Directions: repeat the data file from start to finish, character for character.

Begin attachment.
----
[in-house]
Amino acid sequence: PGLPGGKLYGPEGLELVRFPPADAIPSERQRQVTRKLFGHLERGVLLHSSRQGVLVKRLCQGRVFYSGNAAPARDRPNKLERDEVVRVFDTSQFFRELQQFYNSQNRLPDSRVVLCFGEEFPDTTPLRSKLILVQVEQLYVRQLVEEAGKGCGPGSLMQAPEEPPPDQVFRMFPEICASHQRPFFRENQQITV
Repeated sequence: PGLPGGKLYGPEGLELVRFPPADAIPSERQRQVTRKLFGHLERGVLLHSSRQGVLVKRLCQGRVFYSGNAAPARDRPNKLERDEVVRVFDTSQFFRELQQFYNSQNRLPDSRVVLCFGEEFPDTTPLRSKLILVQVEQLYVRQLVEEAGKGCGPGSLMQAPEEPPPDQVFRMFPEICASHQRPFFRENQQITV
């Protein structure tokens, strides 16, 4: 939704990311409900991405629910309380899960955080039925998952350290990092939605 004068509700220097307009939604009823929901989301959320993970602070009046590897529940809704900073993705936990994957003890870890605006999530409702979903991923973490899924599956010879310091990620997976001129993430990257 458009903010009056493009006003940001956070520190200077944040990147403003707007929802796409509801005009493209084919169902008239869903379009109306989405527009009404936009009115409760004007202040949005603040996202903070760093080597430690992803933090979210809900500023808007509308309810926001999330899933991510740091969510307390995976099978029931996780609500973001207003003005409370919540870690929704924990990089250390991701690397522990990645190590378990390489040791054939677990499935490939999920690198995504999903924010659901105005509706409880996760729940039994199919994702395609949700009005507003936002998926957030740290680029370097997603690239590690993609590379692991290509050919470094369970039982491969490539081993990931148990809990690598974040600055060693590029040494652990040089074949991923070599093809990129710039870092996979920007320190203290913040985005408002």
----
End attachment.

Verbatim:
[in-house]
Amino acid sequence: PGLPGGKLYGPEGLELVRFPPADAIPSERQRQVTRKLFGHLERGVLLHSSRQGVLVKRLCQGRVFYSGNAAPARDRPNKLERDEVVRVFDTSQFFRELQQFYNSQNRLPDSRVVLCFGEEFPDTTPLRSKLILVQVEQLYVRQLVEEAGKGCGPGSLMQAPEEPPPDQVFRMFPEICASHQRPFFRENQQITV
Repeated sequence: PGLPGGKLYGPEGLELVRFPPADAIPSERQRQVTRKLFGHLERGVLLHSSRQGVLVKRLCQGRVFYSGNAAPARDRPNKLERDEVVRVFDTSQFFRELQQFYNSQNRLPDSRVVLCFGEEFPDTTPLRSKLILVQVEQLYVRQLVEEAGKGCGPGSLMQAPEEPPPDQVFRMFPEICASHQRPFFRENQQITV
């Protein structure tokens, strides 16, 4: 939704990311409900991405629910309380899960955080039925998952350290990092939605 004068509700220097307009939604009823929901989301959320993970602070009046590897529940809704900073993705936990994957003890870890605006999530409702979903991923973490899924599956010879310091990620997976001129993430990257 458009903010009056493009006003940001956070520190200077944040990147403003707007929802796409509801005009493209084919169902008239869903379009109306989405527009009404936009009115409760004007202040949005603040996202903070760093080597430690992803933090979210809900500023808007509308309810926001999330899933991510740091969510307390995976099978029931996780609500973001207003003005409370919540870690929704924990990089250390991701690397522990990645190590378990390489040791054939677990499935490939999920690198995504999903924010659901105005509706409880996760729940039994199919994702395609949700009005507003936002998926957030740290680029370097997603690239590690993609590379692991290509050919470094369970039982491969490539081993990931148990809990690598974040600055060693590029040494652990040089074949991923070599093809990129710039870092996979920007320190203290913040985005408002």